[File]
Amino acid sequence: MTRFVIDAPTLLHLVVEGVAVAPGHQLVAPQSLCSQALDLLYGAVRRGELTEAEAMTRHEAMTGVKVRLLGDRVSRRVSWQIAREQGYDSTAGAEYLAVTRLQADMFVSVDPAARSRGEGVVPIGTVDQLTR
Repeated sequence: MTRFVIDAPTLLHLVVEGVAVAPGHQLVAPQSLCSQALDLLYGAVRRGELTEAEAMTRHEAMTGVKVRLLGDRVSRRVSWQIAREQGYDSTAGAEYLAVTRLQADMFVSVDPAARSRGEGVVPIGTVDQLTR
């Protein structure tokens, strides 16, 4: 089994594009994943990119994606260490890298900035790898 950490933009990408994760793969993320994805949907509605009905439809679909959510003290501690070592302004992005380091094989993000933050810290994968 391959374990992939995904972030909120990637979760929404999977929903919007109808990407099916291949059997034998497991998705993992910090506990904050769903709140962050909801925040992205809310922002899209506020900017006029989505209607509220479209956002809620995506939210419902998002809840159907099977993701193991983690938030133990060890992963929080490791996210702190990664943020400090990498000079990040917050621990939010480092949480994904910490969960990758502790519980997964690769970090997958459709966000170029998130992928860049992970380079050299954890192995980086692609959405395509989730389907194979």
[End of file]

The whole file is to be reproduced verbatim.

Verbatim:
Amino acid sequence: MTRFVIDAPTLLHLVVEGVAVAPGHQLVAPQSLCSQALDLLYGAVRRGELTEAEAMTRHEAMTGVKVRLLGDRVSRRVSWQIAREQGYDSTAGAEYLAVTRLQADMFVSVDPAARSRGEGVVPIGTVDQLTR
Repeated sequence: MTRFVIDAPTLLHLVVEGVAVAPGHQLVAPQSLCSQALDLLYGAVRRGELTEAEAMTRHEAMTGVKVRLLGDRVSRRVSWQIAREQGYDSTAGAEYLAVTRLQADMFVSVDPAARSRGEGVVPIGTVDQLTR
């Protein structure tokens, strides 16, 4: 089994594009994943990119994606260490890298900035790898 950490933009990408994760793969993320994805949907509605009905439809679909959510003290501690070592302004992005380091094989993000933050810290994968 391959374990992939995904972030909120990637979760929404999977929903919007109808990407099916291949059997034998497991998705993992910090506990904050769903709140962050909801925040992205809310922002899209506020900017006029989505209607509220479209956002809620995506939210419902998002809840159907099977993701193991983690938030133990060890992963929080490791996210702190990664943020400090990498000079990040917050621990939010480092949480994904910490969960990758502790519980997964690769970090997958459709966000170029998130992928860049992970380079050299954890192995980086692609959405395509989730389907194979």